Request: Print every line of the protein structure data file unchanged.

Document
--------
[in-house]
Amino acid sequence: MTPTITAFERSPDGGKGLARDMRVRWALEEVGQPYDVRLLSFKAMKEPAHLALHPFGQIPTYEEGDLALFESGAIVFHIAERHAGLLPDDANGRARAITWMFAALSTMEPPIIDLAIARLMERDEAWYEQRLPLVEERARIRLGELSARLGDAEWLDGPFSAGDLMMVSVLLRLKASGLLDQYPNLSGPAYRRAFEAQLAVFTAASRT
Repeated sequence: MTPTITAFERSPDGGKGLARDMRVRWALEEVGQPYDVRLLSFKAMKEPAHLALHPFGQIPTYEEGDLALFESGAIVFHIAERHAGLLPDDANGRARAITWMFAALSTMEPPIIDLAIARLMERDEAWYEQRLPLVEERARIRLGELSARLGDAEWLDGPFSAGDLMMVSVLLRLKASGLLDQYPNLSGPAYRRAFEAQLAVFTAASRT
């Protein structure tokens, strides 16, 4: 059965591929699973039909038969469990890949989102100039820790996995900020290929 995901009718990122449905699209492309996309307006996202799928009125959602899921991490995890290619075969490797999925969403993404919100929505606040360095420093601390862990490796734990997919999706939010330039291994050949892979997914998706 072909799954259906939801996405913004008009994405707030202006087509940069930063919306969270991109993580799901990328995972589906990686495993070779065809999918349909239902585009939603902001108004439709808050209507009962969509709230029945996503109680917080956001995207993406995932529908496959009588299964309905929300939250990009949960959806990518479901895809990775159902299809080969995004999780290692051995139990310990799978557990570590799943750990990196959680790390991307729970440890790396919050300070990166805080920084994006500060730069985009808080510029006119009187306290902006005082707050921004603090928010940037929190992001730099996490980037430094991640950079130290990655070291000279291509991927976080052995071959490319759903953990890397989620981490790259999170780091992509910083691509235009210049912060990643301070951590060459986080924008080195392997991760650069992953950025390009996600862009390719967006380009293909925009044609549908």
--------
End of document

[in-house]
Amino acid sequence: MTPTITAFERSPDGGKGLARDMRVRWALEEVGQPYDVRLLSFKAMKEPAHLALHPFGQIPTYEEGDLALFESGAIVFHIAERHAGLLPDDANGRARAITWMFAALSTMEPPIIDLAIARLMERDEAWYEQRLPLVEERARIRLGELSARLGDAEWLDGPFSAGDLMMVSVLLRLKASGLLDQYPNLSGPAYRRAFEAQLAVFTAASRT
Repeated sequence: MTPTITAFERSPDGGKGLARDMRVRWALEEVGQPYDVRLLSFKAMKEPAHLALHPFGQIPTYEEGDLALFESGAIVFHIAERHAGLLPDDANGRARAITWMFAALSTMEPPIIDLAIARLMERDEAWYEQRLPLVEERARIRLGELSARLGDAEWLDGPFSAGDLMMVSVLLRLKASGLLDQYPNLSGPAYRRAFEAQLAVFTAASRT
């Protein structure tokens, strides 16, 4: 059965591929699973039909038969469990890949989102100039820790996995900020290929 995901009718990122449905699209492309996309307006996202799928009125959602899921991490995890290619075969490797999925969403993404919100929505606040360095420093601390862990490796734990997919999706939010330039291994050949892979997914998706 072909799954259906939801996405913004008009994405707030202006087509940069930063919306969270991109993580799901990328995972589906990686495993070779065809999918349909239902585009939603902001108004439709808050209507009962969509709230029945996503109680917080956001995207993406995932529908496959009588299964309905929300939250990009949960959806990518479901895809990775159902299809080969995004999780290692051995139990310990799978557990570590799943750990990196959680790390991307729970440890790396919050300070990166805080920084994006500060730069985009808080510029006119009187306290902006005082707050921004603090928010940037929190992001730099996490980037430094991640950079130290990655070291000279291509991927976080052995071959490319759903953990890397989620981490790259999170780091992509910083691509235009210049912060990643301070951590060459986080924008080195392997991760650069992953950025390009996600862009390719967006380009293909925009044609549908």